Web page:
Mathematical Biology Seminar

Paul Bressloff
Department of Mathematics, University of Utah
Wednesday November 15, 2006
3:05pm in LCB 215
``Protein receptor trafficking across multiple synapses''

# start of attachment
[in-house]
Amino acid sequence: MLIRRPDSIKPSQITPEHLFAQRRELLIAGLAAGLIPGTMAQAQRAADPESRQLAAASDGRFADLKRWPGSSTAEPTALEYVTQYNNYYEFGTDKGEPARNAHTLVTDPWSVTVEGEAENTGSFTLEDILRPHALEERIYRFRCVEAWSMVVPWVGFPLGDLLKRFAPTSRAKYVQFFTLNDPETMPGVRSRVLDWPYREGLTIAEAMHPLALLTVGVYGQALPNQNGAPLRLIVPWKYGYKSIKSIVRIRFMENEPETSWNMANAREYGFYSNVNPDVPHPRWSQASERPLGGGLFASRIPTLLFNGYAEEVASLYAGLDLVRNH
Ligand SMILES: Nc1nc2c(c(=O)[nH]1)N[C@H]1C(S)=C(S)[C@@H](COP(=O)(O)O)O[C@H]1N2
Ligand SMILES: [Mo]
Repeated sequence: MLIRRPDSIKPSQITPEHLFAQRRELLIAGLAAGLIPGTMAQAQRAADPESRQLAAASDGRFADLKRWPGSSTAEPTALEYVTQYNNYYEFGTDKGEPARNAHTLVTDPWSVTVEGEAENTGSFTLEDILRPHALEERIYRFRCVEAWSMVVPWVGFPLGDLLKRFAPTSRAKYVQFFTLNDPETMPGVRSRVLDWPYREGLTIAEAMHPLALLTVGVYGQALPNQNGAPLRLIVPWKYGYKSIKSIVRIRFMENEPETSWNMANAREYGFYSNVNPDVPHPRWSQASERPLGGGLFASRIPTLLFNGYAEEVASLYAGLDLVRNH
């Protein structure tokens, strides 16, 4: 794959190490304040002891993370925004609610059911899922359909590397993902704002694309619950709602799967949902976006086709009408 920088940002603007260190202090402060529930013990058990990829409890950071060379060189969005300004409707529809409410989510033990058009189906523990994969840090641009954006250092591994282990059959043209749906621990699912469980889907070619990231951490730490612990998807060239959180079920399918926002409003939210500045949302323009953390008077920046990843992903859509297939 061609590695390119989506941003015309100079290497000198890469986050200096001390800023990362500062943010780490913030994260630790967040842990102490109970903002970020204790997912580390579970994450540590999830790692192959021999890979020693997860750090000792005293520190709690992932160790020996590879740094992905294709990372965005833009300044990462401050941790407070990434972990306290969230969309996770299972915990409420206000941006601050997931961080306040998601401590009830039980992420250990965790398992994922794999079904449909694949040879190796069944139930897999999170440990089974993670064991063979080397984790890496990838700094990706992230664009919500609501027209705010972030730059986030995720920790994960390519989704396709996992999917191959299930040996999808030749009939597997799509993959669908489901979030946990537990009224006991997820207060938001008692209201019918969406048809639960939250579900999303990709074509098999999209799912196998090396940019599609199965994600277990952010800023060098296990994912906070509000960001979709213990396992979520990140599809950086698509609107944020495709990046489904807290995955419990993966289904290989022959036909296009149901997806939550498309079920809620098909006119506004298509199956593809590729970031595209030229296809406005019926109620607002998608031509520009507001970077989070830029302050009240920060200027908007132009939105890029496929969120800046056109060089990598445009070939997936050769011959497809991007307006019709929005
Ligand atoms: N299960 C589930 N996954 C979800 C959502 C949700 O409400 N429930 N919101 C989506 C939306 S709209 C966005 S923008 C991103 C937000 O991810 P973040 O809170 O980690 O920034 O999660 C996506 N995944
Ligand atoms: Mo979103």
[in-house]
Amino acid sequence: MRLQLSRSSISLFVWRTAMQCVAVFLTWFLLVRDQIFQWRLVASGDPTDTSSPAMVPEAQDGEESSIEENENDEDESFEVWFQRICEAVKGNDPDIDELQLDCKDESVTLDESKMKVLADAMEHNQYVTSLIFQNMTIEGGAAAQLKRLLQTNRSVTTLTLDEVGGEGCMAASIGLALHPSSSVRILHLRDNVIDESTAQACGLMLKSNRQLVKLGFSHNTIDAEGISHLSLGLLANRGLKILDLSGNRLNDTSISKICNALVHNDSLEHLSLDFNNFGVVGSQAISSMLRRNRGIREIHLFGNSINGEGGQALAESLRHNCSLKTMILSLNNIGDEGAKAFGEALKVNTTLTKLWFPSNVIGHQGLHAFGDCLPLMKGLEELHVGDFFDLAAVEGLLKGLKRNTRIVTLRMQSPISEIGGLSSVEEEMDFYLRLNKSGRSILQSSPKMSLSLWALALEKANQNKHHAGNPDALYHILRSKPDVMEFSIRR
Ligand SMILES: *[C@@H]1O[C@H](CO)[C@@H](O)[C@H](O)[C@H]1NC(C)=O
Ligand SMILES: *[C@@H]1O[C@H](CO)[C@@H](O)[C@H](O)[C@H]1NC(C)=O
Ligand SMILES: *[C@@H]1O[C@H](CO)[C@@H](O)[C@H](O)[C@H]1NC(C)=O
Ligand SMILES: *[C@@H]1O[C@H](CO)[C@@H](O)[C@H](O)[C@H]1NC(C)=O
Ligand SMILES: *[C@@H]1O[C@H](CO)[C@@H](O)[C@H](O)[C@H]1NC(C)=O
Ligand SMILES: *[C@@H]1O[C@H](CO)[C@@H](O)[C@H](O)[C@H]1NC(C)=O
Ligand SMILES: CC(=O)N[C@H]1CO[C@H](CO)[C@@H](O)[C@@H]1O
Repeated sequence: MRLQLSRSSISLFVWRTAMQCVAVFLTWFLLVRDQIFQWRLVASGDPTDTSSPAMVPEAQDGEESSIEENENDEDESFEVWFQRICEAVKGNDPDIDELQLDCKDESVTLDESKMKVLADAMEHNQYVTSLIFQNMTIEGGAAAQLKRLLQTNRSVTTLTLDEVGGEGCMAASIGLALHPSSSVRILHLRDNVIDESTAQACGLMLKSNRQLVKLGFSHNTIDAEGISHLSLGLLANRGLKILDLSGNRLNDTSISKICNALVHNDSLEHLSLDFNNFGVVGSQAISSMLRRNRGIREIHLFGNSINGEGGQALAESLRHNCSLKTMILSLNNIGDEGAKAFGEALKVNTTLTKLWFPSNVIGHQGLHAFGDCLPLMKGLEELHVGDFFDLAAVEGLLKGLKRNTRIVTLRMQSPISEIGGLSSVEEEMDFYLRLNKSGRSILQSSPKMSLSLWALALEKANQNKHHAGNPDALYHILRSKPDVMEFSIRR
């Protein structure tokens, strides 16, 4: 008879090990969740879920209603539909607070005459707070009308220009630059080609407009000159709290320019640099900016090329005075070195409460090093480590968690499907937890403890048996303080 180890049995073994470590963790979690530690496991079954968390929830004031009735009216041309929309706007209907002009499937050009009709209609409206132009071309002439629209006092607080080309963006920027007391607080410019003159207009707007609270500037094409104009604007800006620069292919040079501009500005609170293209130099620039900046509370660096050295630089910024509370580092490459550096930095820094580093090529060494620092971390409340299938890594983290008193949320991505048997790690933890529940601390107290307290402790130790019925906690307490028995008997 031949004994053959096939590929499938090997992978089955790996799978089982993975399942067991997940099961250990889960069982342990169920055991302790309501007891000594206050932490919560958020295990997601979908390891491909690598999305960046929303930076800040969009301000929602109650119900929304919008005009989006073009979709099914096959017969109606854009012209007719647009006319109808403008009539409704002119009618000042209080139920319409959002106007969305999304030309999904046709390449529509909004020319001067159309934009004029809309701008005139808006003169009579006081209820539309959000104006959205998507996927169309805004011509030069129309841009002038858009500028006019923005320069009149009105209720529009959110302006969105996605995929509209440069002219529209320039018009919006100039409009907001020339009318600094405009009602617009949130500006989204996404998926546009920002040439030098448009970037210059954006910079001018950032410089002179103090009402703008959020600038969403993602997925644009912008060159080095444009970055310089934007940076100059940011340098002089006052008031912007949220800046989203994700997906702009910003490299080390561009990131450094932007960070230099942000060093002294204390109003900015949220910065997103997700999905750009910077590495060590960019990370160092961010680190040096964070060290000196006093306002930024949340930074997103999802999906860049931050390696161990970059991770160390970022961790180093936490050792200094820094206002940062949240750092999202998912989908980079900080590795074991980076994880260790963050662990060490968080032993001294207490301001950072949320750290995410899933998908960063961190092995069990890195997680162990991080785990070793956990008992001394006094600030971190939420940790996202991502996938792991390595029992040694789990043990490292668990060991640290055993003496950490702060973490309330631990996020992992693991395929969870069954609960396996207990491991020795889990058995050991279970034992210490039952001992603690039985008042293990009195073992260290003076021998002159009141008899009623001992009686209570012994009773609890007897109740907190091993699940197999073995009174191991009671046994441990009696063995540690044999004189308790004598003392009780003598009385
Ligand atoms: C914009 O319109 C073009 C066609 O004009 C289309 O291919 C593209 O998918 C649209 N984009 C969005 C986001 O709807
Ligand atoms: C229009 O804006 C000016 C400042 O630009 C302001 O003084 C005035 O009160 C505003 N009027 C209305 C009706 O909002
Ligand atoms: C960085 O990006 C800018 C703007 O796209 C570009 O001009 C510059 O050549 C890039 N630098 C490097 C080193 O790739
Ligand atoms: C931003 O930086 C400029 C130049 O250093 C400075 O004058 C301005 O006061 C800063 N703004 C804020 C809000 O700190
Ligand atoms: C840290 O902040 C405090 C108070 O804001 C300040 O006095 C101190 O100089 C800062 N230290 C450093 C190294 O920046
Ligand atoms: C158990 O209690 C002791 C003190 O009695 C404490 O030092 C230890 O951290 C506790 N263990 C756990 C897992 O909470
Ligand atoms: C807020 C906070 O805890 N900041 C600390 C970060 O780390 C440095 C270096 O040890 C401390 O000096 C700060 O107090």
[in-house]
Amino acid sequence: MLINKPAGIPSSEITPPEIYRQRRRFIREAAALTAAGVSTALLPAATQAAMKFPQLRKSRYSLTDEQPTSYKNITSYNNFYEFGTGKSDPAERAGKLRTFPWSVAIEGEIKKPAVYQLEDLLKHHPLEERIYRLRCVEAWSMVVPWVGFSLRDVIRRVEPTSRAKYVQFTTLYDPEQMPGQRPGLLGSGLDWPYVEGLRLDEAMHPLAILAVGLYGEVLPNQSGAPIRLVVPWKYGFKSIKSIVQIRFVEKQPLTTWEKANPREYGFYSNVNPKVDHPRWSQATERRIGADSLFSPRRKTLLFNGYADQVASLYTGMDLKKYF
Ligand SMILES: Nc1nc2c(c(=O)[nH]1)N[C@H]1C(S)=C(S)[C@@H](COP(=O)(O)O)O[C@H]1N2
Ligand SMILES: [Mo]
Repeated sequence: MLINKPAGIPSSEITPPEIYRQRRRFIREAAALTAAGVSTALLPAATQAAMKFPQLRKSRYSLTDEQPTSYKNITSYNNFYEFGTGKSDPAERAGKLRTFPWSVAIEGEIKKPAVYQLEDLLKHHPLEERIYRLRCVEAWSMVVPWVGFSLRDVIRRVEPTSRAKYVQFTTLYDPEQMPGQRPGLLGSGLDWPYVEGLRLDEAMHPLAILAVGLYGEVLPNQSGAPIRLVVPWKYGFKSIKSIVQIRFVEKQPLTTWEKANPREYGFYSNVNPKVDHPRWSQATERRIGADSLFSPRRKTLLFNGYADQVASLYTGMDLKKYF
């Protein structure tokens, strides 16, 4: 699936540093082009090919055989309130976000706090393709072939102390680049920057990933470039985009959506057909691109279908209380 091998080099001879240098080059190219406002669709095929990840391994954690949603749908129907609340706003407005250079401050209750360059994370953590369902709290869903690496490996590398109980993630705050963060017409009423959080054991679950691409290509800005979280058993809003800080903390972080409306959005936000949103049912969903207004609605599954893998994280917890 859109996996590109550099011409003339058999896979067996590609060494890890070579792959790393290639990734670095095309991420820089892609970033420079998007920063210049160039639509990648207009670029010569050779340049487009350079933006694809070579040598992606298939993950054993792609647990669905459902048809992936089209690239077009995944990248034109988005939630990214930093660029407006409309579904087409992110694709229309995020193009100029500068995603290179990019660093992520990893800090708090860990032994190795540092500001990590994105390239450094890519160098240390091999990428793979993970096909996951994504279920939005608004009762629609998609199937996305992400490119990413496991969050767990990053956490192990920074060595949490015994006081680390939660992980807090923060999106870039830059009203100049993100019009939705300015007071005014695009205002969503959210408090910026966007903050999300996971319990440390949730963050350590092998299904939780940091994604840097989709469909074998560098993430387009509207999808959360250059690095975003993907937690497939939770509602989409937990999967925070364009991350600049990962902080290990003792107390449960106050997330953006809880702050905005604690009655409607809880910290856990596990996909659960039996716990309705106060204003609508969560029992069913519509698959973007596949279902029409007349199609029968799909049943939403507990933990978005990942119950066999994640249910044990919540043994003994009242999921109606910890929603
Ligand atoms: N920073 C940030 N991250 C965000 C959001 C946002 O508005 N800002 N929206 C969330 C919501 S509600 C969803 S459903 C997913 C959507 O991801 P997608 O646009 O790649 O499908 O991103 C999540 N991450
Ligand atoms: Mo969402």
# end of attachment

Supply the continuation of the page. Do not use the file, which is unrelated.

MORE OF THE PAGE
We present a mathematical model of AMPA receptor trafficking between multiple dendritic spines distributed along the surface of a dendrite. Receptors undergo lateral diffusion within the dendritic surface membrane, with each spine acting as a spatially-localized trap where receptors can bind to scaffolding proteins or be internalized through endocytosis. We demonstrate that the lateral diffusion of AMPA receptors within the dendritic membrane generates a form of heterosynaptic competition whose strength depends on spine geometry and membrane diffusivity. We also show how lateral diffusion provides a mechanism for synaptic scaling, which is thought to be important in the homeostatic control of synaptic plasticity. Finally, we explore the consequences of assuming that receptor exocytosis occurs only at the soma, which is a topic of some controversy between experimentalists. In particular, we show that somatic exocytosis can supply distal synapses with receptors only when the properties of the spines/synapses vary with distance from the soma, and that the mean time required for receptors leaving the soma to reach even a few hundred micrometers from the soma is several orders of magnitude longer than the estimated metabolic half-life of an AMPA receptor.